Czech Police find 65 cases of criminal approval of Russian aggression against Ukraine, charges filed in 30 cases so far
Since the beginning of Russia's aggression against Ukraine, the Czech Police have investigated 65 cases of people approving of the war, which is a criminal offense. According to news server iDNES.cz, dozens of reports of this crime have been made to police every day.
Many of the incidents are being shelved without being prosecuted. The investigation of bodybuilding celebrity Filip Grznár, who posted videos to social media in March approving of Russia's aggression against Ukraine, is one of those that has been suspended.
"We have 65 such cases that we consider to be felony approval of Russia's aggression," police spokesperson Ondřej Moravčík told iDNES.cz. "Charges have been filed in 30 of them."
"They are strictly cases of approval, or theoretically cases of denial [of genocide], and generally they are expressions of some kind of hatred related to Russia's war," Moravčík said. "We are shelving many cases because they do not rise to the level of posing a danger to society."
Prosecutor: Grznár did not support the war, he just wanted publicity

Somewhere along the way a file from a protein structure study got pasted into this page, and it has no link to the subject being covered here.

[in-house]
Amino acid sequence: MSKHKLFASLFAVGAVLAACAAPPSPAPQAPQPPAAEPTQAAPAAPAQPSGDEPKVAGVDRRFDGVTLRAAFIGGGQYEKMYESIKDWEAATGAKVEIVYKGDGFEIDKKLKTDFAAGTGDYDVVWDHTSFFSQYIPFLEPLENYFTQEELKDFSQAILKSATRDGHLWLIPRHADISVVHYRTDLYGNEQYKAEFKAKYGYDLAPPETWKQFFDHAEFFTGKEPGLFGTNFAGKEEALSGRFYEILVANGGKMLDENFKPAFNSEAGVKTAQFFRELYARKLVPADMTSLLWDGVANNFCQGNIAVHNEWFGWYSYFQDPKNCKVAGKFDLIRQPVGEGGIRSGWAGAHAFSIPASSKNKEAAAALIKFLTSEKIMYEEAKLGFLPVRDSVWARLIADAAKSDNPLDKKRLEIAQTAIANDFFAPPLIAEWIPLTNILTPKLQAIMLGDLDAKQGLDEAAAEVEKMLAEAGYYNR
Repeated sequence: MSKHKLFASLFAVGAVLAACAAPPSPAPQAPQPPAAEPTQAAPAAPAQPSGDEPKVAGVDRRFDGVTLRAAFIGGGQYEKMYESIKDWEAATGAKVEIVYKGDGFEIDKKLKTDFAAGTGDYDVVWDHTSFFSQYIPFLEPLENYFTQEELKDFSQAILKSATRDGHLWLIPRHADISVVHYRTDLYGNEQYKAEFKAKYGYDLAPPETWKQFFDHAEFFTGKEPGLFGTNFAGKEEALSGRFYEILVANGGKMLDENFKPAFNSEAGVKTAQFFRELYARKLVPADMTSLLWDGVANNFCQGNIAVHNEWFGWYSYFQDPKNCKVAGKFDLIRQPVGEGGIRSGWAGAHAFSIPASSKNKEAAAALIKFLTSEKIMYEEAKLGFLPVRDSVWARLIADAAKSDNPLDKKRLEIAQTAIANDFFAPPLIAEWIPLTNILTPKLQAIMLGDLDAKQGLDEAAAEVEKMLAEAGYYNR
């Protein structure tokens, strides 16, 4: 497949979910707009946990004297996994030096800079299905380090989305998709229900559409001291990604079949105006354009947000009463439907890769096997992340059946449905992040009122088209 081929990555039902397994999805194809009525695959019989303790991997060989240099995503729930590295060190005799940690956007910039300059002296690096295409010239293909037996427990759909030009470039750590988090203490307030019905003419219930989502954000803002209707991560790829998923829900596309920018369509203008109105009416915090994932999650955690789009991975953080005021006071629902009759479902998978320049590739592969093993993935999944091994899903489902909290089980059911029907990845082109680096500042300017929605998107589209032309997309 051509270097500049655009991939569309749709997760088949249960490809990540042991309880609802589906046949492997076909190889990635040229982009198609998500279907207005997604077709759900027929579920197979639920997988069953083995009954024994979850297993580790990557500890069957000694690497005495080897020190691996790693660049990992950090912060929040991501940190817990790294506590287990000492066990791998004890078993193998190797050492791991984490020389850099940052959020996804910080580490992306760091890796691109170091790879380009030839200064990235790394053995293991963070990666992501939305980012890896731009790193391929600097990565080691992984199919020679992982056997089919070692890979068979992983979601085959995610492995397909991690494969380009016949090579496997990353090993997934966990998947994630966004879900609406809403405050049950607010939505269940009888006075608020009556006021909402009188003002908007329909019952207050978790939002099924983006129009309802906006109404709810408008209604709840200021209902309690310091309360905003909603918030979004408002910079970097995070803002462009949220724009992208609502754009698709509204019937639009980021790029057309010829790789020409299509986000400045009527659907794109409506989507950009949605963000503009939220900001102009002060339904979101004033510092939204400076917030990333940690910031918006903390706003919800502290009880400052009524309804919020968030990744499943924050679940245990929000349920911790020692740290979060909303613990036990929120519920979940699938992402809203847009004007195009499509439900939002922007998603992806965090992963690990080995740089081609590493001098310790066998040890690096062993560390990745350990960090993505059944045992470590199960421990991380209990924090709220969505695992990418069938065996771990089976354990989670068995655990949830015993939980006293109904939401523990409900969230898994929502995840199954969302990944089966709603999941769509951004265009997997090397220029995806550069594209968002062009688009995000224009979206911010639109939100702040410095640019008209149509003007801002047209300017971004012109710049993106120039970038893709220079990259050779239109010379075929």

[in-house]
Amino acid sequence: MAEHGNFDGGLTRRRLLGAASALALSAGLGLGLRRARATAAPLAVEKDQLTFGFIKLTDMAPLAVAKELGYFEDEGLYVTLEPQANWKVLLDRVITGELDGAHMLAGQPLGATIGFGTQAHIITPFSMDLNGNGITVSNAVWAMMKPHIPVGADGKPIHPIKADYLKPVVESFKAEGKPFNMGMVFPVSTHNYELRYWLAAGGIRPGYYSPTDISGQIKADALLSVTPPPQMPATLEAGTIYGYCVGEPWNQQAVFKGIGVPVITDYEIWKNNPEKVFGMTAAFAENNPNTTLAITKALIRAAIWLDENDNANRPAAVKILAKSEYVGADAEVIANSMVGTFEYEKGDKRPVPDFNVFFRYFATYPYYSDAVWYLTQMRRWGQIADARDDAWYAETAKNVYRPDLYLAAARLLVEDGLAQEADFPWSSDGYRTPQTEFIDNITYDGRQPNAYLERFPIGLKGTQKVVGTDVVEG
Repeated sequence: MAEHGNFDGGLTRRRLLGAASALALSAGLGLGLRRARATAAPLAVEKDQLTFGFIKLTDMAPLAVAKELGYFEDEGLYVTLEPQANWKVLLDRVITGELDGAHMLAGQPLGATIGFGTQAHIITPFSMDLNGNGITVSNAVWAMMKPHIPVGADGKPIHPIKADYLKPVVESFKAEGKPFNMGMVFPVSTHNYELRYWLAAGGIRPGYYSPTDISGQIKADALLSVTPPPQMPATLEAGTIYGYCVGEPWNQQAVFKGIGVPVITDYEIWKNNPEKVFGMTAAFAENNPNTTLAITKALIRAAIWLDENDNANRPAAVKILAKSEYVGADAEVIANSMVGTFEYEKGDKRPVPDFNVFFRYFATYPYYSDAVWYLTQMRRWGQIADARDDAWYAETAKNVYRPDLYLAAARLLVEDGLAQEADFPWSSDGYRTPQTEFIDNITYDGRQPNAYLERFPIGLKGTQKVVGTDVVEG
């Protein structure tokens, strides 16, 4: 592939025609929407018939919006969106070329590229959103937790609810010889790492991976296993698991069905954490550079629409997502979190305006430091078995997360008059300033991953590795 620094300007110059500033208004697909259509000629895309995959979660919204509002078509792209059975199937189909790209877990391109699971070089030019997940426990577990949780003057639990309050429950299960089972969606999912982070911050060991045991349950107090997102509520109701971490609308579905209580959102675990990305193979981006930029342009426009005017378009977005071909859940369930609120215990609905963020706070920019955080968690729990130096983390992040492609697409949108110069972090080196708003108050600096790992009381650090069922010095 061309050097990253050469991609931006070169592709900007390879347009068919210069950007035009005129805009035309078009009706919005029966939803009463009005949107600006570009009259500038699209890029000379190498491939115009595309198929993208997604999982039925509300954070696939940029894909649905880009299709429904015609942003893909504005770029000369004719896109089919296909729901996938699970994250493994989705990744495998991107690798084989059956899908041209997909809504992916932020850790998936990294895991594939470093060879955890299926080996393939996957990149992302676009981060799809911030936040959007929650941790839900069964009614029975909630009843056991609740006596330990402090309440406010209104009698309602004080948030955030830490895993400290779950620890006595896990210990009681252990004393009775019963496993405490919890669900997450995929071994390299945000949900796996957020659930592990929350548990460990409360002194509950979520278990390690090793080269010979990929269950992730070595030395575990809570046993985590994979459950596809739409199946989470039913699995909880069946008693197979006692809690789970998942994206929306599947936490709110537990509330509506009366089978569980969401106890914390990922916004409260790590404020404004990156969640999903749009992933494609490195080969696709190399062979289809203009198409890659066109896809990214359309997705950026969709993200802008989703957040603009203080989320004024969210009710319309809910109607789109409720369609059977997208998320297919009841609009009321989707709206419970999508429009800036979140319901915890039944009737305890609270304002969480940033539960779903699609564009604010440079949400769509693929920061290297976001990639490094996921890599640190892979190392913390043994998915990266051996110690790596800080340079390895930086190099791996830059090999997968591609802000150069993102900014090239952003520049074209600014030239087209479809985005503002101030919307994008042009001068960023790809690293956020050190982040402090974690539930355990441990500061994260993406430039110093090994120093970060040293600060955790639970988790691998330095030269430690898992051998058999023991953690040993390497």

At the beginning of June, the prosecution of the wrestler Filip Grznár for incitement to commit a crime was halted; he had posted videos to social media in March approving of Russia's aggression against Ukraine. In the recordings, Grznár even said he was looking forward to war coming to the Czech Republic because it would mean anybody would be able to kill whomever they wanted.
"I want there to be a war in the Czech Republic," he says in the video posted to Instagram. "I want it, let Russia come for us already," the bodybuilder says in the recording, adding that it is all the same to him what might happen to him, or his family, or anybody else.
According to the Deputy District Prosecutor in Plzeň, Ivana Hostašová, he did not support the war by making those remarks. "He did not directly support the war on Ukraine," she explained to news server Novinky.cz.
"He exploited it for publicity and so he could bring his own violent ideas to bear," Hostašová said. She also informed the media that the supervising prosecutor returned the case to police along with the opinion that, given the indiscriminate nature of the remarks in the recording, the behavior could rise to the level of felony disorderly conduct.
Miroslav Mareš, who is an expert on extremism at Masaryk University, said the state does have to enforce the laws and norms adopted by the legislature. "If certain behavior is established as criminal and the High Public Prosecutor has published an opinion about the interpretation of those norms when it comes to the approval of aggression and similar crimes, then it is up to the criminal justice authorities to decide whether the law has been broken," he explained to iDNES.cz.
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